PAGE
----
Putin says security forces 'prevented civil war' as Wagner chief Prigozhin is exiled to Belarus

President Putin appeared on the steps of the Kremlin on Tuesday for a televised address, ITV News Senior International correspondent John Irvine reports. Words by Lottie Kilraine, multimedia producer

Russian President Vladimir Putin has praised his security forces who he said "prevented civil war" over the weekend, as the Wagner Group chief Yevgeny Prigozhin was exiled to neighbouring Belarus.

The chaos caused by Prigozhin's short-lived revolt on Saturday ended with retreat but the fallout has continued, despite Russian authorities dropping mutiny charges against the mercenary leader.

Prigozhin and some of his troops would be welcome to stay in Belarus “for some time” at their own expense, Belarusian President Alexander Lukashenko said.

Lukashenko confirmed the Wagner chief's arrival on Tuesday and flight data from earlier in the day showed a Russian-registered Embraer Legacy 600 jet, which is linked to Prigozhin in US sanctions documents, had flown to Belarus from Russia that morning.

Belarusian President Alexander Lukashenko delivering his speech Credit: AP

Belarus is bordered by Russia to the east and northeast, Ukraine to the south, Poland to the west, and Lithuania and Latvia to the northwest.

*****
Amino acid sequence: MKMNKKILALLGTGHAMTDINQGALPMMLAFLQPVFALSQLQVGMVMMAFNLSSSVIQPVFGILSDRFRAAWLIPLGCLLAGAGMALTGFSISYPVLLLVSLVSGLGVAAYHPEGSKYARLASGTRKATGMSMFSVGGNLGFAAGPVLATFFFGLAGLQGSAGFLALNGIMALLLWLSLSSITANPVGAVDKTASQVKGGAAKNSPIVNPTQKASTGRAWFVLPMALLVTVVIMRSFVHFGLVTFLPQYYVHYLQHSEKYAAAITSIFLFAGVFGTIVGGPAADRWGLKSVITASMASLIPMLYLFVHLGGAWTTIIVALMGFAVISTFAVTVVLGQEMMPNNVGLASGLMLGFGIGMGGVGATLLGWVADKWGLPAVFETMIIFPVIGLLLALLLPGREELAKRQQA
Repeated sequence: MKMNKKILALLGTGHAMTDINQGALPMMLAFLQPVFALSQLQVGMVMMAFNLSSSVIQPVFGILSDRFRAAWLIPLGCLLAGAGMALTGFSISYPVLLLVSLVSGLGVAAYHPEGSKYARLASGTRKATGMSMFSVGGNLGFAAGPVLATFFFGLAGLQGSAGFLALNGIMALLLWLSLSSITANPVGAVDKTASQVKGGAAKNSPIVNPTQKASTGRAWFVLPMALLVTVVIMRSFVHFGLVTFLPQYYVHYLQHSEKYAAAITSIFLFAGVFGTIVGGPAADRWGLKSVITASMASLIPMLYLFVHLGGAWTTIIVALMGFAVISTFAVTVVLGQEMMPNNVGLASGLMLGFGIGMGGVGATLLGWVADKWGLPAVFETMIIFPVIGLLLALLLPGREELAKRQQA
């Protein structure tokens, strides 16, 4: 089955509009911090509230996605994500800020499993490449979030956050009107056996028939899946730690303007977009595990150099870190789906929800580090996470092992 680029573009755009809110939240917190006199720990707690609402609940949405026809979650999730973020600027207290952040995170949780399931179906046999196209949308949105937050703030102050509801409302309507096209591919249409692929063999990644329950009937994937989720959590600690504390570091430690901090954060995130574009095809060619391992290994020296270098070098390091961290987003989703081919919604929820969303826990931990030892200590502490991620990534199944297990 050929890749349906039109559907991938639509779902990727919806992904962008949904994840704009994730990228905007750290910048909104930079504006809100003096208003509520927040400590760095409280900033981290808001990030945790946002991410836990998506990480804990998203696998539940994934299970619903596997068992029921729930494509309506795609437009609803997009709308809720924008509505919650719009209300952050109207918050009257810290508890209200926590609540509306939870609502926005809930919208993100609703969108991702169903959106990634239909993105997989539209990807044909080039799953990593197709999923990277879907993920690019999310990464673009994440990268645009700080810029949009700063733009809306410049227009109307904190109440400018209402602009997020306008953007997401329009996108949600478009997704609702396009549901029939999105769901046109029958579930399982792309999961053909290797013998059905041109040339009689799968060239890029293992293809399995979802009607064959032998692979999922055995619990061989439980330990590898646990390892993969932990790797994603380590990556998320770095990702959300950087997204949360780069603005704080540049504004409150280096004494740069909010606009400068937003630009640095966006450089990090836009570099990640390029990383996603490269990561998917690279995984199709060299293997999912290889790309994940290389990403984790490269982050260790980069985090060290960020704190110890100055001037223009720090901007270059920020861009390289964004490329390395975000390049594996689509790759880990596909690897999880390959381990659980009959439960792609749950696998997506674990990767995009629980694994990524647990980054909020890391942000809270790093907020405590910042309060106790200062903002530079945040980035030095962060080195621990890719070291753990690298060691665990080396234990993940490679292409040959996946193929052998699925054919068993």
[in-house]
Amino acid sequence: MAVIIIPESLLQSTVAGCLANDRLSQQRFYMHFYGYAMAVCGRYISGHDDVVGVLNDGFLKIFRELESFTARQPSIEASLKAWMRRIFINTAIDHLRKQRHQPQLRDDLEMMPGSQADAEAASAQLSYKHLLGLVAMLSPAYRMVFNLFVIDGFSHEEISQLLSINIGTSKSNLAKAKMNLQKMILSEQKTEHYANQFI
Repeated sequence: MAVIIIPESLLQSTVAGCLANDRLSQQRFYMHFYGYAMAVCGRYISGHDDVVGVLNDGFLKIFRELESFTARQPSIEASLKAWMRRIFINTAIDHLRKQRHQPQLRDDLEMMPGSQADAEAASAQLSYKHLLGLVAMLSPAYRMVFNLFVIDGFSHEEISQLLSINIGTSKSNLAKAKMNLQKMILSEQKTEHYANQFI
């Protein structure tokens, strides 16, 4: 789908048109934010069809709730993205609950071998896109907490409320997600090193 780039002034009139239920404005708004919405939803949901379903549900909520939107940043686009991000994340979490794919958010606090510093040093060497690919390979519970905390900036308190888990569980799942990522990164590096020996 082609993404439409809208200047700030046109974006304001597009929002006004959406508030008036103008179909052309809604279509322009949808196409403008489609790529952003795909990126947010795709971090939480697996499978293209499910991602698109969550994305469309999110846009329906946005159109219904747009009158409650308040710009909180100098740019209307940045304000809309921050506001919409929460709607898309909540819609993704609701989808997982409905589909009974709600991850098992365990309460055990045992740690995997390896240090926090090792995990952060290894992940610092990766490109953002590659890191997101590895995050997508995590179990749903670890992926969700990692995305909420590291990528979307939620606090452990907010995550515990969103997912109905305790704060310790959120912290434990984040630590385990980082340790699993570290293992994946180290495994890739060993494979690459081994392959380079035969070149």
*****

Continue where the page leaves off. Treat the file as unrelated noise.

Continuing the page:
Lukashenko, who has ruled Belarus with an iron hand for 29 years, heavily relying on Russian subsidies and political support, said there is no reason to fear Wagner’s presence in his country.

But exiled Belarusian opposition leader Sviatlana Tsikhanouskaya, who challenged Lukashenko in a 2020 election that was widely seen as fraudulent and triggered mass protests, disputed this.

“If Wagner sets up military bases on our territory, it will pose a new threat to our sovereignty and our neighbours," she said.

The Russian Defence Ministry said preparations are under way for Wagner to hand over its heavy weapons to the Russian military, although there has been no confirmation of this by Prigozhin.

President Putin appeared on the steps of the Kremlin on Tuesday for a televised address to the nation.

Russian President Vladimir Putin arrives to deliver a speech to the units of the Russian Defense Ministry. Credit: AP

“The people and the army were not on the side of the mutineers,” the president told the heads of Russia’s main domestic security services, who had assembled in the Kremlin’s Cathedral Square.

Defence minister Sergei Shoigu, whom Prigozhin had sought to oust with his uprising, was also in attendance.

As part of the effort to cement Putin’s authority following the chaotic response to the mutiny, the ceremony featured the Russian leader walking down the red-carpeted stairs of the Kremlin's 15th century white-stone Palace of Facets to address a lineup of troops.

During the uprising the Wagner mercenaries reportedly shot down at least six Russian helicopters and a military communications plane as they advanced on Moscow, according to Russian media.

The Defence Ministry didn’t release any information about casualties, but media reported that at least a dozen airmen were killed.

During his address on Tuesday, Putin honoured them with a moment of silence.